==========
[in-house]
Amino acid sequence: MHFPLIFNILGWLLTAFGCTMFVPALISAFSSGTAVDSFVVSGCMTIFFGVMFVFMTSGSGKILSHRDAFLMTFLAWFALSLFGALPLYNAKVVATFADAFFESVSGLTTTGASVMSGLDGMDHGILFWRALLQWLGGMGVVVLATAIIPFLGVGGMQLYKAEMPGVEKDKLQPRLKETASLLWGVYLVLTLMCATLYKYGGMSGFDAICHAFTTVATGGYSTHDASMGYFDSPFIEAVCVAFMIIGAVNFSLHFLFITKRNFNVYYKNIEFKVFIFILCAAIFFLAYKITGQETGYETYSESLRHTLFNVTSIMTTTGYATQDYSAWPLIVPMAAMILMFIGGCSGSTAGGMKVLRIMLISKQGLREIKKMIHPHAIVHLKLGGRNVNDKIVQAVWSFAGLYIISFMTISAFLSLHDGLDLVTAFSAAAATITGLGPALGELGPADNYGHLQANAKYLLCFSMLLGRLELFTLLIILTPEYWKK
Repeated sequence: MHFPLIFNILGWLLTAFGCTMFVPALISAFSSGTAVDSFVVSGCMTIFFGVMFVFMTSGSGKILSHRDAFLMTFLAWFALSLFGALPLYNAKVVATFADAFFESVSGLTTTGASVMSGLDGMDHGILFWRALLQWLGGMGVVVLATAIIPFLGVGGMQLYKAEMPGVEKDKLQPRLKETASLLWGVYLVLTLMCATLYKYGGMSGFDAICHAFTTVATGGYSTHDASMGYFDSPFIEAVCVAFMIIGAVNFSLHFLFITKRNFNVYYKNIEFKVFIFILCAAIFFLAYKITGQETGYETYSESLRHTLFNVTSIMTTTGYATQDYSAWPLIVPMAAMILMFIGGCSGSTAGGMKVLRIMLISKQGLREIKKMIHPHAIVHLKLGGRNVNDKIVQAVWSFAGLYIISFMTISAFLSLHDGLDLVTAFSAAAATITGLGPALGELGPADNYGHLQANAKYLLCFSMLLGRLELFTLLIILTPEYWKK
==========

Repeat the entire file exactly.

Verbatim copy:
[in-house]
Amino acid sequence: MHFPLIFNILGWLLTAFGCTMFVPALISAFSSGTAVDSFVVSGCMTIFFGVMFVFMTSGSGKILSHRDAFLMTFLAWFALSLFGALPLYNAKVVATFADAFFESVSGLTTTGASVMSGLDGMDHGILFWRALLQWLGGMGVVVLATAIIPFLGVGGMQLYKAEMPGVEKDKLQPRLKETASLLWGVYLVLTLMCATLYKYGGMSGFDAICHAFTTVATGGYSTHDASMGYFDSPFIEAVCVAFMIIGAVNFSLHFLFITKRNFNVYYKNIEFKVFIFILCAAIFFLAYKITGQETGYETYSESLRHTLFNVTSIMTTTGYATQDYSAWPLIVPMAAMILMFIGGCSGSTAGGMKVLRIMLISKQGLREIKKMIHPHAIVHLKLGGRNVNDKIVQAVWSFAGLYIISFMTISAFLSLHDGLDLVTAFSAAAATITGLGPALGELGPADNYGHLQANAKYLLCFSMLLGRLELFTLLIILTPEYWKK
Repeated sequence: MHFPLIFNILGWLLTAFGCTMFVPALISAFSSGTAVDSFVVSGCMTIFFGVMFVFMTSGSGKILSHRDAFLMTFLAWFALSLFGALPLYNAKVVATFADAFFESVSGLTTTGASVMSGLDGMDHGILFWRALLQWLGGMGVVVLATAIIPFLGVGGMQLYKAEMPGVEKDKLQPRLKETASLLWGVYLVLTLMCATLYKYGGMSGFDAICHAFTTVATGGYSTHDASMGYFDSPFIEAVCVAFMIIGAVNFSLHFLFITKRNFNVYYKNIEFKVFIFILCAAIFFLAYKITGQETGYETYSESLRHTLFNVTSIMTTTGYATQDYSAWPLIVPMAAMILMFIGGCSGSTAGGMKVLRIMLISKQGLREIKKMIHPHAIVHLKLGGRNVNDKIVQAVWSFAGLYIISFMTISAFLSLHDGLDLVTAFSAAAATITGLGPALGELGPADNYGHLQANAKYLLCFSMLLGRLELFTLLIILTPEYWKK